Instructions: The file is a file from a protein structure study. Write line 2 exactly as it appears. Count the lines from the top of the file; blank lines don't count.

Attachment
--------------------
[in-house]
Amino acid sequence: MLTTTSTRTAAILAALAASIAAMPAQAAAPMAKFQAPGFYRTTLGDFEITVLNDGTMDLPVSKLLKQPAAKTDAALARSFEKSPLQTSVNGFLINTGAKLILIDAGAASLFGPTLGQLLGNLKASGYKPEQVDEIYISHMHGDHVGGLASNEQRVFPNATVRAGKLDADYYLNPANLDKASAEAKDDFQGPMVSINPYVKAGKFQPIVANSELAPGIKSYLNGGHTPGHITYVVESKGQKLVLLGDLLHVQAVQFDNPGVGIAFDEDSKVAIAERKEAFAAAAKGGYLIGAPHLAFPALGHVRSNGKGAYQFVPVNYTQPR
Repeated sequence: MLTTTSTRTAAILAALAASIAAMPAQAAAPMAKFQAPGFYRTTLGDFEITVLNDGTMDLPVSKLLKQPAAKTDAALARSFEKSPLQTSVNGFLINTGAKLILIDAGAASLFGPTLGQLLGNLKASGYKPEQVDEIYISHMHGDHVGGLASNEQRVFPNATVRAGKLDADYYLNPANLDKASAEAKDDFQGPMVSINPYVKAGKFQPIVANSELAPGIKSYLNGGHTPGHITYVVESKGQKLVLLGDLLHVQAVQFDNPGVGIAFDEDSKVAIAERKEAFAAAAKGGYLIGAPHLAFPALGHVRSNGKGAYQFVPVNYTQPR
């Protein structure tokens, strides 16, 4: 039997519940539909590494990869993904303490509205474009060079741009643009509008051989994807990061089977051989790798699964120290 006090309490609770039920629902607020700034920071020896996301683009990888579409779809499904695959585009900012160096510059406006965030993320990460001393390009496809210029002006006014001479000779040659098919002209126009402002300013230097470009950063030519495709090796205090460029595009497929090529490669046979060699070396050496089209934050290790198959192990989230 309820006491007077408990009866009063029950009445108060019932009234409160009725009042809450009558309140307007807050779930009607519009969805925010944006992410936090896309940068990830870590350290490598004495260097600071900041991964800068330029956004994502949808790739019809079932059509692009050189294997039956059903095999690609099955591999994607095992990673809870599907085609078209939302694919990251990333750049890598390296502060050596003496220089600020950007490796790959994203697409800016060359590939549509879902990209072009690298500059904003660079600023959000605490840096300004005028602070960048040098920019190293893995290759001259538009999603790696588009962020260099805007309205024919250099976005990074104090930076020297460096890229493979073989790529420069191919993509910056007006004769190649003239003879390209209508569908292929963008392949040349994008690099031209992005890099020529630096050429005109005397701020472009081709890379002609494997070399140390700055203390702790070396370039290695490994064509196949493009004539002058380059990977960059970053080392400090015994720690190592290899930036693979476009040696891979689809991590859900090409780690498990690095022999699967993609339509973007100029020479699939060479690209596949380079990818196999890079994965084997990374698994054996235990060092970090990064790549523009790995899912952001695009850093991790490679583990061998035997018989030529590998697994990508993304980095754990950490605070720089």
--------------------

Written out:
Amino acid sequence: MLTTTSTRTAAILAALAASIAAMPAQAAAPMAKFQAPGFYRTTLGDFEITVLNDGTMDLPVSKLLKQPAAKTDAALARSFEKSPLQTSVNGFLINTGAKLILIDAGAASLFGPTLGQLLGNLKASGYKPEQVDEIYISHMHGDHVGGLASNEQRVFPNATVRAGKLDADYYLNPANLDKASAEAKDDFQGPMVSINPYVKAGKFQPIVANSELAPGIKSYLNGGHTPGHITYVVESKGQKLVLLGDLLHVQAVQFDNPGVGIAFDEDSKVAIAERKEAFAAAAKGGYLIGAPHLAFPALGHVRSNGKGAYQFVPVNYTQPR